Comparison Of Cloud And Fog Computing For Building Iot Projects

According to the Statista center, by 2020 there will be 30 billion IoT devices available in the world, and in 2025 the number of connected devices will increase to 75 billion. All these devices will contain a huge amount of data that will be processed in a convenient way. Noticing the high demand for IoT devices, cloud computing is beginning to be added to cloud computing. Fog computing is even better than cloud computing in some ways.

The purpose of this article is a comparison of fog and cloud computing, as well as to obtain as much information as possible about the capabilities of these calculations, to compare the advantages and disadvantages of using them.

Cloud computing

We have been using the term “cloud” for quite some time, which refers to a system consisting of several devices, computers and servers connected via the Internet. Such a calculation system can be figuratively divided into two parts:

  • External interface – client devices (computers, tablets, mobile phones);
  • Backend – data storage and processing systems that can be remote from client devices and the cloud itself.

These two parts of the system communicate directly with each other using wireless connections.

Cloud computing technology provides various types of services, which are divided into three groups:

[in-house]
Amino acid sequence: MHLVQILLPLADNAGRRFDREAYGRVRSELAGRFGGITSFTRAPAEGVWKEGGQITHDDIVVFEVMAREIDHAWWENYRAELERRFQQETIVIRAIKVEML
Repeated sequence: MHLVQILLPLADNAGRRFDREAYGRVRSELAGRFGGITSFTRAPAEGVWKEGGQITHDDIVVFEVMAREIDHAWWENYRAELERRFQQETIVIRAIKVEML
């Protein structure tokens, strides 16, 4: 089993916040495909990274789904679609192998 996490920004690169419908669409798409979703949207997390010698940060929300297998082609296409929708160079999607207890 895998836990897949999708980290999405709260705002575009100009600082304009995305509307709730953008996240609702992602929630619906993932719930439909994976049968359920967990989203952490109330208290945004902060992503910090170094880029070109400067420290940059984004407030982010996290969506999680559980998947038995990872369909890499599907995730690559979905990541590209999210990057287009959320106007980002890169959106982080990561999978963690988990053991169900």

• Infrastructure Services (IaaS) – A remote data center with resources such as storage capacity, computing power, and networking;
  • Platform as a Service (PaaS) – development of a platform with devices and components for creating, testing and launching applications

Software Services (SaaS) – Off-the-shelf software that meets production needs.

If your company has opted for cloud storage, then you get access to the aforementioned services from one location to multiple devices. Hence, affordability is a major benefit. Plus, there is no need to maintain local services and worry about downtime – the developer will do everything for you and save you money.

Integration of the Internet of Things with the cloud is a profitable business solution. Remote servers provide the necessary capacity and flexibility to manage and analyze collected data from connected devices, while specialized platforms such as Asure IoT, Suite, IBM Watson, AWS, Google Cloud for IoT enable developers to create quality applications without huge investments in software and RAM.